The owner had no idea of the dish's importance when he took it to Phillips for valuation. He had somehow assumed it was of Maltese origin. But the auction house's Jo Marshall identified it as a London Delftware marriage dish of 1638 and gave it a tentative estimate of 'in excess of pounds 100,000'.
Yesterday's price was a world record for English Delftware. It is is one of the earliest dated documentary dishes to be auctioned.
The dish bears the potter's initials, R I - believed to be those of Richard Irons, who worked around Southwark, south London, and was buried there in 1664. He was one of several potters working in the area at the time.
The commemorative dish also bears the initials of the couple who were married in St George the Martyr church in Southwark.
The vendor's mother found the dish in a West Country antique shop. A religious woman, her eye had been drawn to its subject - an image of the Holy Family and John the Baptist. However, Ms Marshall discovered that they are superimposed on an interior of a typical 17th-century Southwark house.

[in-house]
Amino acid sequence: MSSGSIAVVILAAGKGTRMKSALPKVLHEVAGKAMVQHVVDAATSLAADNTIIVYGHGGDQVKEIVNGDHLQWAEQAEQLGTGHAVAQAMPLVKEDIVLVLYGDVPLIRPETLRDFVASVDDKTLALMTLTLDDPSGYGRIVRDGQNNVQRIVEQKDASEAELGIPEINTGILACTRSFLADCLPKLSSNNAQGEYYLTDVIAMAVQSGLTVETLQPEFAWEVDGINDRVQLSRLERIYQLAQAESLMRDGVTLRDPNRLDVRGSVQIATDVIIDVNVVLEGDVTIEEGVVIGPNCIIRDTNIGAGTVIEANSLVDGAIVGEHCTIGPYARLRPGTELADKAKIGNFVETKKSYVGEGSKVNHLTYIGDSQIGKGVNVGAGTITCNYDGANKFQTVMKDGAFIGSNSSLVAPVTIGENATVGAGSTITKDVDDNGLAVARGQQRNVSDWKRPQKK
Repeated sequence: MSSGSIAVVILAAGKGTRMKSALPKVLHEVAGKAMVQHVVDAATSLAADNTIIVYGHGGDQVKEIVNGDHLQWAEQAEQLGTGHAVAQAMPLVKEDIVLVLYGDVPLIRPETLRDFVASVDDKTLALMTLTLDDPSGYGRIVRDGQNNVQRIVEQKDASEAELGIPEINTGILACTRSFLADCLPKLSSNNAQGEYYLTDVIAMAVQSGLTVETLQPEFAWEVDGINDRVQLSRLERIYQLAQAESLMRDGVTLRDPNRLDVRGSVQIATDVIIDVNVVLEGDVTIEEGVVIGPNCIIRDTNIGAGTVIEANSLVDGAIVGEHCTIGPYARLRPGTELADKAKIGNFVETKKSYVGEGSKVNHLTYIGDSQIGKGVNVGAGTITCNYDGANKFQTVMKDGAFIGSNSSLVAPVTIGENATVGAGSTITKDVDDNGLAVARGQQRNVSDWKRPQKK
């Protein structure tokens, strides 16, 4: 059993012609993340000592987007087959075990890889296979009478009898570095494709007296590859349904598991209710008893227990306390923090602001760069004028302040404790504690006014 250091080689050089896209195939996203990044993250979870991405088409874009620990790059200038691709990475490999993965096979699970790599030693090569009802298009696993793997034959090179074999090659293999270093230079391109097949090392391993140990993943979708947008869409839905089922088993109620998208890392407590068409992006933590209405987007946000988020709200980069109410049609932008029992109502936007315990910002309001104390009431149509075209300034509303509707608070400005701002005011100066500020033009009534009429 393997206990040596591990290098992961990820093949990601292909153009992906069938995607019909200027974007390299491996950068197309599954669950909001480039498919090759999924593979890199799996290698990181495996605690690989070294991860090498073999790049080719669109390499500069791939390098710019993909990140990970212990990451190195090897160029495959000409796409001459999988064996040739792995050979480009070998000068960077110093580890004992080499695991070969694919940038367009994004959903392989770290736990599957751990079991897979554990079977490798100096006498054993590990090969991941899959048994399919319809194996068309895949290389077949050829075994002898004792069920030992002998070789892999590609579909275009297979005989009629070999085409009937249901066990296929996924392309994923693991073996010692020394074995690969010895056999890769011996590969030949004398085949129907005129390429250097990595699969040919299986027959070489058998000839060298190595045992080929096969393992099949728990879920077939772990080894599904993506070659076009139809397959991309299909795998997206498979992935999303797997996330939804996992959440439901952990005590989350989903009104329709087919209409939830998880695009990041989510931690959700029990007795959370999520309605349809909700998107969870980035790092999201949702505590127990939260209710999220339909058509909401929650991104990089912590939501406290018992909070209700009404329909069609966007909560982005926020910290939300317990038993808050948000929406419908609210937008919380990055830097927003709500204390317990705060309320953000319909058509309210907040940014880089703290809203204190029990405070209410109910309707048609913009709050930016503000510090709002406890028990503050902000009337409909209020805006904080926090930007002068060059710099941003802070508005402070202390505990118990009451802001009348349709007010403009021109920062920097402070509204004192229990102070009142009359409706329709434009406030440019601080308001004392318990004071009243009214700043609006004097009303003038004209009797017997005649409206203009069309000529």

It was bought by Jonathan Horne Antiques, on behalf of a collector. Mr Horne, commenting on the dish's superb condition, noted that it survived both the Great Fire and the Blitz. During the latter it hung undisturbed in the dining-room of the vendor's south London home.
A sale in Paris, at the Drouot salerooms, has broken the world record price for European ceramics. A blue and white plate dating from about 1568, made in the Medici workshop in Florence, sold for 8.80m French francs ( pounds 1m).Reuse content